Coronavirus Government Response Update—ISSA Seeks Clarification on Reopening Guidelines

June 11, 2020 Coronavirus Government Response Update—ISSA Seeks Clarification on Reopening Guidelines

Welcome to the Coronavirus Government Response Update. This information is intended to keep ISSA members up to date on fast-moving government affairs related to the COVID-19 pandemic, as well as other public policy issues important to the cleaning industry. Today’s update touches on ISSA requesting clarification on reopening guidelines, janitorial services showing steep gains, unemployment insurance in the wake of COVID-19, and more.

ISSA Seeks Clarification on Reopening Guidelines
As a member of the Go LIVE Together coalition, ISSA is seeking assurances from states and municipalities that events previously scheduled in those locations can and will take place. ISSA has been working closely with U.S. Centers for Disease Control and Prevention officials, representatives from the U.S. Occupational Safety and Health Administration, and other health experts to ensure that its events align with medically substantiated safety standards. ISSA’s GBAC STAR™ facility accreditation program, which upholds effective cleaning, disinfection, and infectious disease prevention protocols in facilities, has been adopted by dozens of facilities worldwide.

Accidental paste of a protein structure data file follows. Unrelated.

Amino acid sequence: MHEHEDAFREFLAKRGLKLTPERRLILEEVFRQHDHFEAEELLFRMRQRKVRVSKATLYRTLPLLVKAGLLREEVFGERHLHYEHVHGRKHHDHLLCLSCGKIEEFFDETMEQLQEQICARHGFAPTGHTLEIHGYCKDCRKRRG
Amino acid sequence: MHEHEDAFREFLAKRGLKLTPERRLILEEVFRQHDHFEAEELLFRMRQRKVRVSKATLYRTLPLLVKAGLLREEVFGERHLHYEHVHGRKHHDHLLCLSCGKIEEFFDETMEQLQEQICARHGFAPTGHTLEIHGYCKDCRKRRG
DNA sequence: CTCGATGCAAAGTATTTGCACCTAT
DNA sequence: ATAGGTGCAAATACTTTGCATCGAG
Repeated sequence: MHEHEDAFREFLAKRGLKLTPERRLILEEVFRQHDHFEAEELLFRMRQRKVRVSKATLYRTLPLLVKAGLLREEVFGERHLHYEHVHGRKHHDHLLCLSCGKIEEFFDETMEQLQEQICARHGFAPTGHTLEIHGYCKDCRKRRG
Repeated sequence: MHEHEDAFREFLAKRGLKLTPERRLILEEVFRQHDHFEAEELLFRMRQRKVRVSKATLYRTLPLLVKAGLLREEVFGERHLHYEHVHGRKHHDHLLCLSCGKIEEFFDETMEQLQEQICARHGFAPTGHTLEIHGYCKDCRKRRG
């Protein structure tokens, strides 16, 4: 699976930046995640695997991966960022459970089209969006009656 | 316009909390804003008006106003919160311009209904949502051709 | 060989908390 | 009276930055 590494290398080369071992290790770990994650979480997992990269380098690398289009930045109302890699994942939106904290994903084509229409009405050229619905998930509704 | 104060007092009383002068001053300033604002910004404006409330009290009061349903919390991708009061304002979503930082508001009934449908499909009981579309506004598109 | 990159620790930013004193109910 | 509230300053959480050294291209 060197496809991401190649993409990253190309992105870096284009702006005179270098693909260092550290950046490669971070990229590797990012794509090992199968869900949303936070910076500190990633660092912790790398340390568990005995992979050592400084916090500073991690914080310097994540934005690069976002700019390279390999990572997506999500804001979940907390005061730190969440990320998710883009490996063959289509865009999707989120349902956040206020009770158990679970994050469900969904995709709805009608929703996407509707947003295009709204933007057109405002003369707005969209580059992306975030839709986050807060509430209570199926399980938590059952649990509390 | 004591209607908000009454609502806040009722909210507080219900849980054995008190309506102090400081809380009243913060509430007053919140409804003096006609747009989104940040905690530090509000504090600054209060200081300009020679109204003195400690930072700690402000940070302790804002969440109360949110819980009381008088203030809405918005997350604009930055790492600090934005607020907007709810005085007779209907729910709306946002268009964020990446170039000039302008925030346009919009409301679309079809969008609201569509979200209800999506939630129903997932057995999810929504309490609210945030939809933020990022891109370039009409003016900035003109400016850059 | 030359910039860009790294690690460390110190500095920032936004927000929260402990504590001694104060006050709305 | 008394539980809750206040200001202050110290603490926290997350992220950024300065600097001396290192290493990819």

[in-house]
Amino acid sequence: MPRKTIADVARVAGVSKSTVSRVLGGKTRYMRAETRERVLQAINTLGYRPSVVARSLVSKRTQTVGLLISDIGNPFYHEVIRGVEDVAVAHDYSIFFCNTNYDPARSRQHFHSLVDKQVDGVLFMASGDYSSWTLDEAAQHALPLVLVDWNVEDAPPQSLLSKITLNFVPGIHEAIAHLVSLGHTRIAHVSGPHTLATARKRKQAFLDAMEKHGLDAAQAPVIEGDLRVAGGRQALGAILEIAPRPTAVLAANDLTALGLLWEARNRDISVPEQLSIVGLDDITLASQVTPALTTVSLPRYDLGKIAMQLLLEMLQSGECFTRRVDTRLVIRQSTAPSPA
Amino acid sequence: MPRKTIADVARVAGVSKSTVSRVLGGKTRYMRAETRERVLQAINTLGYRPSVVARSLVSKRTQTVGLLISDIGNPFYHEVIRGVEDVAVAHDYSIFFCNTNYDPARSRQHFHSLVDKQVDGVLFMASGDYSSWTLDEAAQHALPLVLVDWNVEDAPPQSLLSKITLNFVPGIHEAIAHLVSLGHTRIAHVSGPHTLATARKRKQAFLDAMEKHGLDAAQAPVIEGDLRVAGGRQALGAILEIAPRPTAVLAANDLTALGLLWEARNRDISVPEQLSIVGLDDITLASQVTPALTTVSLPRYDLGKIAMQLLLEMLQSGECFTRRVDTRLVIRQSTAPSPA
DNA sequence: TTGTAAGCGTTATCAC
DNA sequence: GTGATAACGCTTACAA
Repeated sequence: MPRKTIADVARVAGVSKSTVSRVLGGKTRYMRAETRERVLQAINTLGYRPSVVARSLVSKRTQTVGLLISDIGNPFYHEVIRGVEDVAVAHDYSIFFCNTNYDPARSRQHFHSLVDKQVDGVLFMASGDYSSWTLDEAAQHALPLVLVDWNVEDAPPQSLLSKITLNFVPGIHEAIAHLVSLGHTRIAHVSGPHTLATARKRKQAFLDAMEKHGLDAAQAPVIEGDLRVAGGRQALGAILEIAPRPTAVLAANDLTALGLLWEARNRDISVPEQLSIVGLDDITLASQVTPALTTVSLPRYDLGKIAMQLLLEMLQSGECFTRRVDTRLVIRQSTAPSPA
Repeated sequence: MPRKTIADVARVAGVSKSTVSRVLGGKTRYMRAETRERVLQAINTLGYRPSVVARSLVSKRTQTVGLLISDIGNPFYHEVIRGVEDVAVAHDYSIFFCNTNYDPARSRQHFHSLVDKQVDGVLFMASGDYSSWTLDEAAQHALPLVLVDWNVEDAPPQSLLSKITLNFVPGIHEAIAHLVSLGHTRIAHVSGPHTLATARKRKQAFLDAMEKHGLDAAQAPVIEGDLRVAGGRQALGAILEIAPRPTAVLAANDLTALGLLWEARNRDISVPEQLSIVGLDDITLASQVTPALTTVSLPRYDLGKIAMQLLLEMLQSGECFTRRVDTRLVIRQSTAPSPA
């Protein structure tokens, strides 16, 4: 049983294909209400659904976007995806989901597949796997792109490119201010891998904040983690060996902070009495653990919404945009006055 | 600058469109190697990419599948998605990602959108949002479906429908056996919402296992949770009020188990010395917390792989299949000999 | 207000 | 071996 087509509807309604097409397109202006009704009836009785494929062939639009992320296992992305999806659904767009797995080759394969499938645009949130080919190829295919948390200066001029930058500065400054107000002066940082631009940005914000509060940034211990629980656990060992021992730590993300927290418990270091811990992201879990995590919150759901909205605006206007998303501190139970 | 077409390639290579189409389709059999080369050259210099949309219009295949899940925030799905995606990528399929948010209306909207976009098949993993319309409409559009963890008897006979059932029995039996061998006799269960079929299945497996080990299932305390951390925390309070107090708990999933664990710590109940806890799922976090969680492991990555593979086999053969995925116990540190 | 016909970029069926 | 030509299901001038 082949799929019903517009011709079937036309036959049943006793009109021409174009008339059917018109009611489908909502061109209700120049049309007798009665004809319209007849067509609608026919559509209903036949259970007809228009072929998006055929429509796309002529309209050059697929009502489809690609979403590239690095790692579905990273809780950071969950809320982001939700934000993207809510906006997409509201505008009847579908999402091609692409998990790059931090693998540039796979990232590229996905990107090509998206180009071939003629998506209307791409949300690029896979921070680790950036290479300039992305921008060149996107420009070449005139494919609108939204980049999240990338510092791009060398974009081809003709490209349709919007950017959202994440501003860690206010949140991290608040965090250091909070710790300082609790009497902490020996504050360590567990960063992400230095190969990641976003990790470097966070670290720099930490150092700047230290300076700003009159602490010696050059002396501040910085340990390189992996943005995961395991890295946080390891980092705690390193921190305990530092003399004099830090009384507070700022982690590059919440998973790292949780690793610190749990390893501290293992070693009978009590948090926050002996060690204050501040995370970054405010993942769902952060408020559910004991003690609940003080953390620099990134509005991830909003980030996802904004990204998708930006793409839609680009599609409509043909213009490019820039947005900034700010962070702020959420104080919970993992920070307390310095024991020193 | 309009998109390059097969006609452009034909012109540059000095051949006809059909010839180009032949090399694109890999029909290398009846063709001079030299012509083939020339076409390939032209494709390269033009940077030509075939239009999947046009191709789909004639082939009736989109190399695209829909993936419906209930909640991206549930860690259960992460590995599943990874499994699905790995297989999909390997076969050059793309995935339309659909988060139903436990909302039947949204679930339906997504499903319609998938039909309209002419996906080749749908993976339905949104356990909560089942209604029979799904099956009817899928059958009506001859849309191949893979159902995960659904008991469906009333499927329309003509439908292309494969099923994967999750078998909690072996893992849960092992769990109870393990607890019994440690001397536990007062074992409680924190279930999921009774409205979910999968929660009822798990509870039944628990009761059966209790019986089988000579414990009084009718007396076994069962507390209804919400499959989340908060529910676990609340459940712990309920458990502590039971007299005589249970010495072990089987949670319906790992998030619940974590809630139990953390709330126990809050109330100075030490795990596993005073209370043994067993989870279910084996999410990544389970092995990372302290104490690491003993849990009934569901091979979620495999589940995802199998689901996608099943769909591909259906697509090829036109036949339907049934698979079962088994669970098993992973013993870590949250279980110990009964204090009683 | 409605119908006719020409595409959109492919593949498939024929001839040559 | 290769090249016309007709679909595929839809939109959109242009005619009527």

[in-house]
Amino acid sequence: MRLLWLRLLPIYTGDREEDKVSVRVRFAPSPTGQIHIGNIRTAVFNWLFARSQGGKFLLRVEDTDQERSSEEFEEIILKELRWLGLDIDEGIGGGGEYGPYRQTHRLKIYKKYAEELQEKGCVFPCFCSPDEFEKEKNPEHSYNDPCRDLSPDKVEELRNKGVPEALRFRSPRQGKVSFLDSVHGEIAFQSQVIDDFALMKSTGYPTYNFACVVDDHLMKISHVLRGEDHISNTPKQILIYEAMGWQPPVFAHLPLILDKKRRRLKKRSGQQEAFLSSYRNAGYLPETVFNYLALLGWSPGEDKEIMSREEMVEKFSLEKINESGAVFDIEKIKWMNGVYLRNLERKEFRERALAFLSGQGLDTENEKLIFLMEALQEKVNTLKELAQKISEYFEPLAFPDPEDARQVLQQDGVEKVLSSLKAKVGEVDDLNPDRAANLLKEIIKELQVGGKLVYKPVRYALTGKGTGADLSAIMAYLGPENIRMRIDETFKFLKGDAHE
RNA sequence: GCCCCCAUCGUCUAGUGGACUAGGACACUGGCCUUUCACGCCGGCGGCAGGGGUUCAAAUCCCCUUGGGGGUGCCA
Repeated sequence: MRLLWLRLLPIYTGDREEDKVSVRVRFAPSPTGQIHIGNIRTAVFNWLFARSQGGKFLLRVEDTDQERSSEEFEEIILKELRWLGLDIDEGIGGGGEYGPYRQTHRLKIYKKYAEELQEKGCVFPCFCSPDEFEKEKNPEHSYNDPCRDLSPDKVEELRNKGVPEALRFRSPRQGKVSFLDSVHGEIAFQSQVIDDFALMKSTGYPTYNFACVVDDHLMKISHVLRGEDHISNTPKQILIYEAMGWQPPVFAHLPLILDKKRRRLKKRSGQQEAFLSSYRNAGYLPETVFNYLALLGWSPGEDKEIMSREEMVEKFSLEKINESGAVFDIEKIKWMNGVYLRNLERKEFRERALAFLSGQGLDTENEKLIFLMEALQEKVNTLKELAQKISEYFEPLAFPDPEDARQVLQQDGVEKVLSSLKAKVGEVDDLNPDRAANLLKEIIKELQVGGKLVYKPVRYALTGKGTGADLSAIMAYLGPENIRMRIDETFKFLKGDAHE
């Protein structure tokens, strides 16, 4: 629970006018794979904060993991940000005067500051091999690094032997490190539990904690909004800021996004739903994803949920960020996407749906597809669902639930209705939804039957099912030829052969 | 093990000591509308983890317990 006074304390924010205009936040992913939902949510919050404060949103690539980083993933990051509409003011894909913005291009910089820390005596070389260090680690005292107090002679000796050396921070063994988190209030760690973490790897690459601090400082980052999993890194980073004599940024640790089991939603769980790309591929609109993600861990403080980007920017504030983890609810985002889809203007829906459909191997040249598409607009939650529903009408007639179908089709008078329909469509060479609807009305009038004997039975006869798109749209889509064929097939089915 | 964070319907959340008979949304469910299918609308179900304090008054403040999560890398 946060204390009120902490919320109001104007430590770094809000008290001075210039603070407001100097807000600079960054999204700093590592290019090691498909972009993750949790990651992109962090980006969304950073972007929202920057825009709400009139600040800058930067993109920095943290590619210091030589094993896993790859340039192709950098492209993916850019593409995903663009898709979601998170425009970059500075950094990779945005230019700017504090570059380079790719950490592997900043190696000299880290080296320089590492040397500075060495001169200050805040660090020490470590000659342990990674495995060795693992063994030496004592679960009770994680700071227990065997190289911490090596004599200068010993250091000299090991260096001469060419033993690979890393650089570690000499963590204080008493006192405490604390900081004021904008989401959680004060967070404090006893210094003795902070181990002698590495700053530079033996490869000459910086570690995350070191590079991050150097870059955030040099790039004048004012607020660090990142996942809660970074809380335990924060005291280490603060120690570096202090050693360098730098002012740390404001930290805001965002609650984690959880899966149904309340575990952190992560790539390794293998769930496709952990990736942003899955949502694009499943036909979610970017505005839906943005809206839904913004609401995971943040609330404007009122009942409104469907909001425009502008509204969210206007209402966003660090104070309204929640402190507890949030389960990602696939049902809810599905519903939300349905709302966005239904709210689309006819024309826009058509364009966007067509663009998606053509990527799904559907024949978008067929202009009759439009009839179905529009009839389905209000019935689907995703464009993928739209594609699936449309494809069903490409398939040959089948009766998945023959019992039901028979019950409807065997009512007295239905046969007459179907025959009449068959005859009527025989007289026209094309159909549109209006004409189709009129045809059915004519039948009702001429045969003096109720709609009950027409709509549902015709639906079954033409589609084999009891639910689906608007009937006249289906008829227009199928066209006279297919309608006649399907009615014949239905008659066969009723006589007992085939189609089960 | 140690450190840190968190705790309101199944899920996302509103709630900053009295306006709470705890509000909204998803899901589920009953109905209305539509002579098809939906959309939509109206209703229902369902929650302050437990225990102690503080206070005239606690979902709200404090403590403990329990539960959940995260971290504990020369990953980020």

Janitorial Services Among Occupations Showing Steepest Gains
As businesses reopen following coronavirus shutdowns, contracting janitorial workers to properly sanitize facilities is essential for warding off the virus. This practice is backed by data, as the Bureau of Labor Statistics announced the creation of 68,400 new janitorial service jobs to buildings and dwellings last month.

Update on Unemployment Insurance In the Wake of COVID-19
In a Senate Finance Committee hearing, Committee Democrats urged Secretary of Labor Eugene Scalia to issue guidance on the rights of workers to refuse to return to work if the work conditions present a risk to health or safety. In response, Scalia asserted that issuing temporary emergency standards “is to a large extent a function of state law.” In addition, Secretary Scalia opposed the extension of the US$600 weekly unemployment insurance supplement that expires July 31 because he expects “the economy to be deep into the process of reopening” at that time. Scalia told Senator Rob Portman he will, however, consider a temporary return-to-work bonus.

Fed to Hold Interest Rates Near Zero
The Federal Reserve voted unanimously to keep interest rates near zero through 2022, furthering its stimulus plan for economic recovery. Central bankers also announced their first economic projections of the year: a 6.5% fall in 2020, and gain of 5% and 6.5% in 2021 and 2022 respectively. Ultimately, though, “the pace of the recovery is dependent on the path of the coronavirus,” according to CNBC.

Other links of interest: